Preparing for a Summer Power Outage

Don’t forget that summer is approaching, after a long, cold winter. Temperatures will drastically climb, and the sun will make its presence known with its scorching rays. As a result, millions of people will be cranking up their air conditioning to counteract the heat. A substantially higher than normal consumption of electricity could overload the grids, resulting in summer power outages.

While sometimes a power outage only means a momentary electricity flickering, serious damage to power lines and the electrical grid can cause outages for days, or even weeks. The potential for power outages during the summer months has a number of possible negative repercussions, with both lives and property at risk.

Preparing for Summer Power Outages

It’s important that you’re prepared for summer power outages to mitigate the disastrous effects. The following measures help cushion the impact of a power outage:

1. Invest in a standby generator.

Generators can keep things running in the event of a power outage. Standby generators supply power to run essential appliances in homes or businesses. A typical generator provides at least 2,000 watts of power. That’s enough to keep your air conditioner, refrigerator, and maybe even a couple of other appliances running. Businesses require bigger generators than homes do.

2. Make a plan for food.

A major concern during power outages is how refrigerated or frozen food will fare for a few days or weeks’ worth of time. A freezer full of food should still be usable after 24 hours, as long as the doors of the freezer remain shut. After that, it might be risky. Keep coolers on hand so that in the event of an extended power outage, you can purchase ice and keep food frozen. Keeping a grill or gas stove on hand is a good idea, especially if you have meat to eat up!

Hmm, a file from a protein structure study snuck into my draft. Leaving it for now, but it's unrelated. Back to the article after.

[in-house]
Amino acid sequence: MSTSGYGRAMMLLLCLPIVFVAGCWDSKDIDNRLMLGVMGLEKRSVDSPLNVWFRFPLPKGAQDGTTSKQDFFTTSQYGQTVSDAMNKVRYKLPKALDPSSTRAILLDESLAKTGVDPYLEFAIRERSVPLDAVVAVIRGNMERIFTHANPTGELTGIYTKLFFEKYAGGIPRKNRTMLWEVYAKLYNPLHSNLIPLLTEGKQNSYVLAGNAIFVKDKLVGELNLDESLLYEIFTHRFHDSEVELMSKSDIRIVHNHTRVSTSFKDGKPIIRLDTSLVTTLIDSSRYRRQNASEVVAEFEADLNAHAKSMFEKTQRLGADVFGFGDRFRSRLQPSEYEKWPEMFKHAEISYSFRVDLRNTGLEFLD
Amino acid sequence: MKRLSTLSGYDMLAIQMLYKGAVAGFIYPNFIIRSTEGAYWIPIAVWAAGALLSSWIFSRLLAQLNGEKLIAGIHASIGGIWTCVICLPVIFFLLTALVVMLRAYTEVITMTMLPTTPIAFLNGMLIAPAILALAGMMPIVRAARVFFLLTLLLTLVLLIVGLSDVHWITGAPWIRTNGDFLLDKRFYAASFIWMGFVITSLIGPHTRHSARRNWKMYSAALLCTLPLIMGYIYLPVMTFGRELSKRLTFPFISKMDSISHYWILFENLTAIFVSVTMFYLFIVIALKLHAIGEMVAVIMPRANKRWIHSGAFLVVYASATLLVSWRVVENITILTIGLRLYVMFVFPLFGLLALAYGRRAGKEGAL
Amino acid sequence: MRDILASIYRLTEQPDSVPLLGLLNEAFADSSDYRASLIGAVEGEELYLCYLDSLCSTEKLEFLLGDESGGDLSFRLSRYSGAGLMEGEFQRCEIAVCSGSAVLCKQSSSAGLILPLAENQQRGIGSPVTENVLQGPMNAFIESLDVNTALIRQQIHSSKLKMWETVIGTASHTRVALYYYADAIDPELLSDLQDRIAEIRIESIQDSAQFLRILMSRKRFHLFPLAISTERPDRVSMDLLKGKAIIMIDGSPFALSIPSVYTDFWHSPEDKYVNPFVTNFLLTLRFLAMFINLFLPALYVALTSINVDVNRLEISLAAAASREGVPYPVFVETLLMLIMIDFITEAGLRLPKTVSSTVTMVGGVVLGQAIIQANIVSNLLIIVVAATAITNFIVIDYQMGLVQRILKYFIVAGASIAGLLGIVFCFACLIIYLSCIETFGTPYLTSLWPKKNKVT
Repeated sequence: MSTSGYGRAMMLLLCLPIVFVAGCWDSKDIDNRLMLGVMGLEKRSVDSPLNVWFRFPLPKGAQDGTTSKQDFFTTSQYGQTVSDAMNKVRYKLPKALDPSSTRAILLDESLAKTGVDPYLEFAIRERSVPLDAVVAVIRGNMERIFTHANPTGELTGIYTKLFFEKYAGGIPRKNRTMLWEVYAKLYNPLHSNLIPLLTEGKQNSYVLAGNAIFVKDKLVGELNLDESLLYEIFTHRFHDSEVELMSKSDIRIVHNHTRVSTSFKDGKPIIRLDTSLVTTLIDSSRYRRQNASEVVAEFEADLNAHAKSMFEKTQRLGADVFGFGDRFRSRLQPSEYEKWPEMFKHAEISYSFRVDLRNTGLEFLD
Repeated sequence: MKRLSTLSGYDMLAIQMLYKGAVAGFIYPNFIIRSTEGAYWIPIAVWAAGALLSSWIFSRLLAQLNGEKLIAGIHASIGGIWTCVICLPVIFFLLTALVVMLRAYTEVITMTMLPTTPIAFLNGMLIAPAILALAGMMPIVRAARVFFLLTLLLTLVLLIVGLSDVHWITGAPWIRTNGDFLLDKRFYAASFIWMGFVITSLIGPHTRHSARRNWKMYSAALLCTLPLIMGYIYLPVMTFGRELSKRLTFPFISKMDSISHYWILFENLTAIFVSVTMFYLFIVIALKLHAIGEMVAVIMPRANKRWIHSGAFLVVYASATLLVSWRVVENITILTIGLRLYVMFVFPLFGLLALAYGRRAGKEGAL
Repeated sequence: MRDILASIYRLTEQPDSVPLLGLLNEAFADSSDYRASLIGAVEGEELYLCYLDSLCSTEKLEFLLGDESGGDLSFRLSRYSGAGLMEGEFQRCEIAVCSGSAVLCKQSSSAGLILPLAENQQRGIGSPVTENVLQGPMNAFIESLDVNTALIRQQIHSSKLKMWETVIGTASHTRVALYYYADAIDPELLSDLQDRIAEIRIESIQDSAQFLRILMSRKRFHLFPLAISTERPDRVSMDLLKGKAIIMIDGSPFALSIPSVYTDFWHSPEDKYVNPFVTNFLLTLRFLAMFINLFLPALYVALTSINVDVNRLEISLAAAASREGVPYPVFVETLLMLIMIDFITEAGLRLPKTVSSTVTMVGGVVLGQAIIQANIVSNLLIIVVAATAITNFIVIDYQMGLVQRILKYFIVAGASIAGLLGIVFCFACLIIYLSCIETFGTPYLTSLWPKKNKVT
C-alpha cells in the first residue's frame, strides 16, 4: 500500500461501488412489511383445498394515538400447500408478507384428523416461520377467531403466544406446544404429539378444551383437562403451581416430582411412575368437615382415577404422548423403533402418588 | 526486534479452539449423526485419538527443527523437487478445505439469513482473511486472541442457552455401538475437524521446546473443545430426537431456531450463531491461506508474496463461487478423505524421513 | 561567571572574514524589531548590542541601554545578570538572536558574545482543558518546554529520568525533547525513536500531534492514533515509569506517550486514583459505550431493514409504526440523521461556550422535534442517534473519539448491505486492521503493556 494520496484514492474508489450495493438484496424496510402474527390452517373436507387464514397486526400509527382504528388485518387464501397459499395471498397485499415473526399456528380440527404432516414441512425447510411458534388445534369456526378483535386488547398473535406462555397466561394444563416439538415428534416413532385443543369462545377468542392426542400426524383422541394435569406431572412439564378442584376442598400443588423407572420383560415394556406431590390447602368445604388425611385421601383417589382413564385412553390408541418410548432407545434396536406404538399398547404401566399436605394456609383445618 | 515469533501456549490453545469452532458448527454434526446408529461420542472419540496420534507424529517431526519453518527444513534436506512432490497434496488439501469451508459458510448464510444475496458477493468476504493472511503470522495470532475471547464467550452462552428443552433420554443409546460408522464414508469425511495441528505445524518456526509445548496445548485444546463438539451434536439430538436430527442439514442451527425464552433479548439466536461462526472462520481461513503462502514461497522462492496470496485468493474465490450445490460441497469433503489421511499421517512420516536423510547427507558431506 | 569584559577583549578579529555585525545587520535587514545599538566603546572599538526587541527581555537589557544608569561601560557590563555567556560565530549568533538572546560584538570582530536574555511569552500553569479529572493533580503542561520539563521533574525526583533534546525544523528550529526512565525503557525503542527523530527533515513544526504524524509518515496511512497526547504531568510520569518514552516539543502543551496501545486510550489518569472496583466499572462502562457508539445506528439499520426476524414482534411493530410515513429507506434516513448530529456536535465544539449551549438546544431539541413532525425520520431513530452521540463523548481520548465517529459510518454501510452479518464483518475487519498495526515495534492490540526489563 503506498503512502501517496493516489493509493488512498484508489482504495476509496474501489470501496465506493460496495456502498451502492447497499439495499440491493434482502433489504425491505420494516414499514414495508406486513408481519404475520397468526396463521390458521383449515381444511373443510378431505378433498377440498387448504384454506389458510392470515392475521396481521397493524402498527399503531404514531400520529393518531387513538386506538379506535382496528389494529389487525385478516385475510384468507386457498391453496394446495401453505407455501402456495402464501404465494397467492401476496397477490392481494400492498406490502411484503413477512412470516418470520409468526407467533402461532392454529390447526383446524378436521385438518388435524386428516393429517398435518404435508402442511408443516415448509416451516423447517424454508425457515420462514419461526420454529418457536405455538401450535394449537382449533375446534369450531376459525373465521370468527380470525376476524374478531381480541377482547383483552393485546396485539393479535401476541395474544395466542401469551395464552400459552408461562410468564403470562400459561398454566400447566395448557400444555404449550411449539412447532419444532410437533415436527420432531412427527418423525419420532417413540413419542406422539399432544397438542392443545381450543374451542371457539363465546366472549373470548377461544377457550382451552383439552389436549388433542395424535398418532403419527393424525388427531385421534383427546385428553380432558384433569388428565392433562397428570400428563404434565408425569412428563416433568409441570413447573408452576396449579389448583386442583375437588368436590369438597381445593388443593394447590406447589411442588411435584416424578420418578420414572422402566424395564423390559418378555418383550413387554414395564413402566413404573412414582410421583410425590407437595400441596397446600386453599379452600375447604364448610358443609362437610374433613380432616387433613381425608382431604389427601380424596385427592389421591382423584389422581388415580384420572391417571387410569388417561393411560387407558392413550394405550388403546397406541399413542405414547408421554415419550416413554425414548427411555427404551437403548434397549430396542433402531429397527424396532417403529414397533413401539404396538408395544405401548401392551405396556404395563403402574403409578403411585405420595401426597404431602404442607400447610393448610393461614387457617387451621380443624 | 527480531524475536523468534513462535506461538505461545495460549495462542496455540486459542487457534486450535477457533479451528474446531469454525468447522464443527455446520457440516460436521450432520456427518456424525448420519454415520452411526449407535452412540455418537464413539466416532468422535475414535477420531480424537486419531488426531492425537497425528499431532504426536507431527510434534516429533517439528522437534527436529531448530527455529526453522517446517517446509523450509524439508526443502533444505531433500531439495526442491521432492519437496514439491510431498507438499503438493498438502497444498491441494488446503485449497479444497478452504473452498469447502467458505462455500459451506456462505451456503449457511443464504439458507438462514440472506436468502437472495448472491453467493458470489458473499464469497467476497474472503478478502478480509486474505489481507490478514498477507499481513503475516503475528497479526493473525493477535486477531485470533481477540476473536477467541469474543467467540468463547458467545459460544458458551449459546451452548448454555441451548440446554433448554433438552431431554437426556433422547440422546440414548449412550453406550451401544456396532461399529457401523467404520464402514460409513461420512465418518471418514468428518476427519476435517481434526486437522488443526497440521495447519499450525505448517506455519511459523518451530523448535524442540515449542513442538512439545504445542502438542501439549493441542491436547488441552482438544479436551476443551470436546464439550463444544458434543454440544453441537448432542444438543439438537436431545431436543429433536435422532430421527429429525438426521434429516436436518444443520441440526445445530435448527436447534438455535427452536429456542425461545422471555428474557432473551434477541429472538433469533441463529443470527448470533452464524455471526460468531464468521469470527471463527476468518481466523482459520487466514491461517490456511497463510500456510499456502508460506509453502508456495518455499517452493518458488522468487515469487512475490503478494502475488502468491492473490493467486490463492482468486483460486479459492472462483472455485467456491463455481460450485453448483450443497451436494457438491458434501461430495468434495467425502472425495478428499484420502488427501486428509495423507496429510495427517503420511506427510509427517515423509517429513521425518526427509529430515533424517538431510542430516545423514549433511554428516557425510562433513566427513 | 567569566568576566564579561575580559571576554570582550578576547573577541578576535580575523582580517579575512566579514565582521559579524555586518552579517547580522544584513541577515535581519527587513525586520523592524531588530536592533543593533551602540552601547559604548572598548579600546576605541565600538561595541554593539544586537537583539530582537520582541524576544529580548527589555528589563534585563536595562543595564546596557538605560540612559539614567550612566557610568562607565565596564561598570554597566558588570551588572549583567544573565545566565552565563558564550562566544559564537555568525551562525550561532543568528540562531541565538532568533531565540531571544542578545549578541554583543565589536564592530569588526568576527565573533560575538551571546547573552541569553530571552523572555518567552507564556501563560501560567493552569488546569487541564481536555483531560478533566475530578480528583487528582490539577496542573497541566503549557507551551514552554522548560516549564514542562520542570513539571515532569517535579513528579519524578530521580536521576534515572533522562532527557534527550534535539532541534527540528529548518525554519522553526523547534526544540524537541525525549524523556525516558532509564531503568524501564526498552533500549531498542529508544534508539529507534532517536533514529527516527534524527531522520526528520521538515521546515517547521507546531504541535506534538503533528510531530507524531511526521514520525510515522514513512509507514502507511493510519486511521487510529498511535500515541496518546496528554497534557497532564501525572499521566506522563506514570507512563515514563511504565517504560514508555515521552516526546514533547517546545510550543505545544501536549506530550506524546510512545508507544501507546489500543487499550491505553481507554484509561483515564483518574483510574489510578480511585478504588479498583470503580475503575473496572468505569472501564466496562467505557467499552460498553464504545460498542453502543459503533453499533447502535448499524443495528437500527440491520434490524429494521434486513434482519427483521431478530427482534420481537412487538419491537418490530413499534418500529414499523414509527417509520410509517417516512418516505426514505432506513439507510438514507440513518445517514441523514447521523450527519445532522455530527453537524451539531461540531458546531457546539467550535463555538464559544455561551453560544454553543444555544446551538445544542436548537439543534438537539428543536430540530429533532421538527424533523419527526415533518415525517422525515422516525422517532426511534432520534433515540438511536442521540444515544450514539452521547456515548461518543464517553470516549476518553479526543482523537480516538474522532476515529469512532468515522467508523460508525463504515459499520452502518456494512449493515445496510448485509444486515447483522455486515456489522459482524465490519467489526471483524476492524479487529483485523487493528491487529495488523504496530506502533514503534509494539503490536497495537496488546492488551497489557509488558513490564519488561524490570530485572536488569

3. Keep emergency water on hand.

City dwellers may not experience an interruption in water supply during a power failure. On the other hand, those living outside of the city who get their water from wells will likely have problems drawing water when there is no electricity. Every family should have an emergency water supply in the event of a water shortage or disruption. It’s best to keep a lot of water on hand for each person in your household. When you hear a severe weather warning announcement, be sure to stock up on more water.

What other precautions do you take when you expect that any outage might happen?

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